As for the retelling, although it's clear in the title and the blurb that it's Beauty and the Beast, I found a lot more than that, and I love it -- it has a big part of Bluebeard story line in it, there's a bit of Rumpelstiltskin weaved in cleverly, also: Big Bang Two (Doctor Who, anyone? seriously, I don't care who comes first, this part is glorious), and there are plenty of Greek mythology elements incorporated, although I'm not quite satisfied with the last one. The first two really fit the story, perhaps this has something to do with both stories featuring a castle with some evil lord, or just that whole medieval feel; the Greek mythology is pretty cool, but it doesn't mesh well with the medieval atmosphere. My favourite part, however, is the legend of Tom-a-lone that the author created herself. The ritual that the villagers hold annually, its parallel to Nyx's story, its constant appearances in the book -- all of it is quite ingenious, so look out for that if you're planning to read the book.
As I said, Cruel Beauty has its WTF moments. Apart from the completely random romance, the ending befuddled me like it cut my head off and threw it in a wonky washing machine and then put it back on my neck again upside down. I mean, I do like how it is connected to the previous storyline, and the twist is definitely breathtaking but there's too much happening at once, (the sparrow? a handful of kindness? what riddle? and how did the kindly ones make a self-destructing bargain??) Many of it aren't clearly explained, which left me quite disappointed. There are a lot of things that holds delicious potential, but what I get is a tangled mess instead.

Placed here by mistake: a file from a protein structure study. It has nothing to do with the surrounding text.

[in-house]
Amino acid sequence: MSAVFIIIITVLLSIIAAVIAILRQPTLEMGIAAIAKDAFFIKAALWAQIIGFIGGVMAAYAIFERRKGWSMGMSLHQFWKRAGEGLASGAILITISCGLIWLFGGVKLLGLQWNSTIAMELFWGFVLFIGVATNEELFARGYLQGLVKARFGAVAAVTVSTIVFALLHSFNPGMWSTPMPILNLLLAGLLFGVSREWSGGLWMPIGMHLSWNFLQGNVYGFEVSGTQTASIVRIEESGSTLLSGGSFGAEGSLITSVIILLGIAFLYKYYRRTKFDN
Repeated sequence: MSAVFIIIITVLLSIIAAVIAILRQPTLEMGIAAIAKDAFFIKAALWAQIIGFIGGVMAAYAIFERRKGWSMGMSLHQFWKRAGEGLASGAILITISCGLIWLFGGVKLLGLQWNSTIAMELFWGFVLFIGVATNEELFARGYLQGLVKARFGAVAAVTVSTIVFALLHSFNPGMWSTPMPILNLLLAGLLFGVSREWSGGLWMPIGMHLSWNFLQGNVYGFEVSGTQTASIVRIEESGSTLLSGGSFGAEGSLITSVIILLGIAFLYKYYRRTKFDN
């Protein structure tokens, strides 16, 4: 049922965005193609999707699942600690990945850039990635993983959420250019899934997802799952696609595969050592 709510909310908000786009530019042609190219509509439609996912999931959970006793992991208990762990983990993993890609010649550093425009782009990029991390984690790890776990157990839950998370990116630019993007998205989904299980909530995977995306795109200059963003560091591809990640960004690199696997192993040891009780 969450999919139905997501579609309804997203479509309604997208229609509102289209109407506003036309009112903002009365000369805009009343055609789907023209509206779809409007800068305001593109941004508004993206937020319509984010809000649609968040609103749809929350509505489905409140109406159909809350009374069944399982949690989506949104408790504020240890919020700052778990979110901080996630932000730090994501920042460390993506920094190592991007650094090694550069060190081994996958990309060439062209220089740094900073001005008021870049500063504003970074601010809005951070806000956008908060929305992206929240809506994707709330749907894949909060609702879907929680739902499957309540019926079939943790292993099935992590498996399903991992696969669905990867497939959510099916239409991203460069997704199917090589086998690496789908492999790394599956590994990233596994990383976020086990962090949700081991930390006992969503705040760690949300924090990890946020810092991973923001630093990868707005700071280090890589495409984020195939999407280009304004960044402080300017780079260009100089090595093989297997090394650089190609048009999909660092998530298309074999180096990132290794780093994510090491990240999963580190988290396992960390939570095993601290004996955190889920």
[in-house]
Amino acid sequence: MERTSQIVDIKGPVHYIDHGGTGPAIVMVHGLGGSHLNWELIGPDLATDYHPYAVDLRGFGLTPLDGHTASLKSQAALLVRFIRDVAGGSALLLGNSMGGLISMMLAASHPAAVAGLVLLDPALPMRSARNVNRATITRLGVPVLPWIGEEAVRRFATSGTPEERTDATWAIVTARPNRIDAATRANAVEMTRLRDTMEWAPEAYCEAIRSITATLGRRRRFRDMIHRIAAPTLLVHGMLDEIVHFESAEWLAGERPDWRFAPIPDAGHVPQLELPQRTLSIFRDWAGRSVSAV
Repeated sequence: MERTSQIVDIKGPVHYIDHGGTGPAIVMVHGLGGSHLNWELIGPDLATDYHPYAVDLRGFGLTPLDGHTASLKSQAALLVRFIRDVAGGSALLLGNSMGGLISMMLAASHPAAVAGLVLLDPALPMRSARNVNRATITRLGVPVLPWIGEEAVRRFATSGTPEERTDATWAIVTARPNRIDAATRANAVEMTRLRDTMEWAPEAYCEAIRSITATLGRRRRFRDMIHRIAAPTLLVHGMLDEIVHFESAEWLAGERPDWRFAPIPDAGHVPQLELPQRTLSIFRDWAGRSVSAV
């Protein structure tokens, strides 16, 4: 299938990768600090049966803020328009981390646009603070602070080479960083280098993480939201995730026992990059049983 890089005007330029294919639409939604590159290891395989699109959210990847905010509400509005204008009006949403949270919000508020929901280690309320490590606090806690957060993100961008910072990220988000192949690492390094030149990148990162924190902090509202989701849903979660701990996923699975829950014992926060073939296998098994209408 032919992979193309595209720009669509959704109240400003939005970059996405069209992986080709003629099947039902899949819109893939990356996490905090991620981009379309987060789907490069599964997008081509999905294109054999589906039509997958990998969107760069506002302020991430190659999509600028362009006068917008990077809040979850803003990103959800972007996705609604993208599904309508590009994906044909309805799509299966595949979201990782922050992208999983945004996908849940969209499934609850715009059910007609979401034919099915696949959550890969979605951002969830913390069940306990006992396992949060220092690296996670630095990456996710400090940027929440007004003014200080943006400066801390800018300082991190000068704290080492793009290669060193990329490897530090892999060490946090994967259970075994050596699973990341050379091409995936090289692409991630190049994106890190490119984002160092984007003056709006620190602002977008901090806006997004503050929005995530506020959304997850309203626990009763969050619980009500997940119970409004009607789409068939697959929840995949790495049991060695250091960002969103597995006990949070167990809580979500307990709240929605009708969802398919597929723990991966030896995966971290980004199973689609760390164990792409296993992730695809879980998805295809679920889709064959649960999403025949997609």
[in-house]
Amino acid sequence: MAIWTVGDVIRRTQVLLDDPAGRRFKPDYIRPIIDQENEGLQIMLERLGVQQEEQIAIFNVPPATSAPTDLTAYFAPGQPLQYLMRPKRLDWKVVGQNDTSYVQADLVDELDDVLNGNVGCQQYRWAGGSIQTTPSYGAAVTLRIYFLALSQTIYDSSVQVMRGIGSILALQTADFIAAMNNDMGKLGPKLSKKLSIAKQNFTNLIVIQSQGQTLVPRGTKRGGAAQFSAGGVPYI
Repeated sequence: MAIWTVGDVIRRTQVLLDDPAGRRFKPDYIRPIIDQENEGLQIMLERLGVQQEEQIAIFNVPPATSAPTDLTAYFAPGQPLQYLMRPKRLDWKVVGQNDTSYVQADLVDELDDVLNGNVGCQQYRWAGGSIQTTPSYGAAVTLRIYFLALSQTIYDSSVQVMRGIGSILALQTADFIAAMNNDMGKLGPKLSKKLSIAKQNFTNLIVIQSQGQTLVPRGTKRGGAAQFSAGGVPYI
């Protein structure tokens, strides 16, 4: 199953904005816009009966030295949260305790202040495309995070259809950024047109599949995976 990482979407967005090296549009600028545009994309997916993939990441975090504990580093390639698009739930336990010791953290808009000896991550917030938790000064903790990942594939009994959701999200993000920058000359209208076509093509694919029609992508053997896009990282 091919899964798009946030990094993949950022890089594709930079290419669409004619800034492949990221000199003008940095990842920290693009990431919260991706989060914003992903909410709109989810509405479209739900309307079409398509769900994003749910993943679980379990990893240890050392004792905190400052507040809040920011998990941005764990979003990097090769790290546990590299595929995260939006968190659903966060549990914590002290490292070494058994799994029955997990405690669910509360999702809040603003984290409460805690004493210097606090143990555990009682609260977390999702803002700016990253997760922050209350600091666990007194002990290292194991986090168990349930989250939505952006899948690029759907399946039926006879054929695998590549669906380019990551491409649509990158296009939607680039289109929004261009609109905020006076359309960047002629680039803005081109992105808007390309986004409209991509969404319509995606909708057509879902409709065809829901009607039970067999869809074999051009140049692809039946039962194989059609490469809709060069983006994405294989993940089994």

There are some themes that I find very interesting: bargaining and whether either side has the right to make one that is morally unacceptable and hiding a catch in it; Nyx's longing for familial love; dealing with the darkness that every one of us has inside our heart; ambiguity in good and evil, etc. (though I think the last one contradicts itself because of the existence of kings before Lux? If his struggles with the darkness within mean that he's not pure enough to be king, does that mean previous kings are all absolutely good and kind? what kind of ambiguity is that then?!)
This is a book that definitely requires rereading, it helps straightening the tangled timeline, and cross-referencing The Explanation and the situation described earlier in the book is quite fun as well. The book is a bit too short for its many unexplained things in it, but its layered characters are worth exploring.
click this link for timeline drawn by moi, which probably doesn't really make any more sense but oh well
Have you read Cruel Beauty? What do you think of it? WERE YOU CONFUSED? Any Whovians out there? Tell me! And as usual, thanks so much for reading! (any tips for spoiler tags though? this review is a mess.)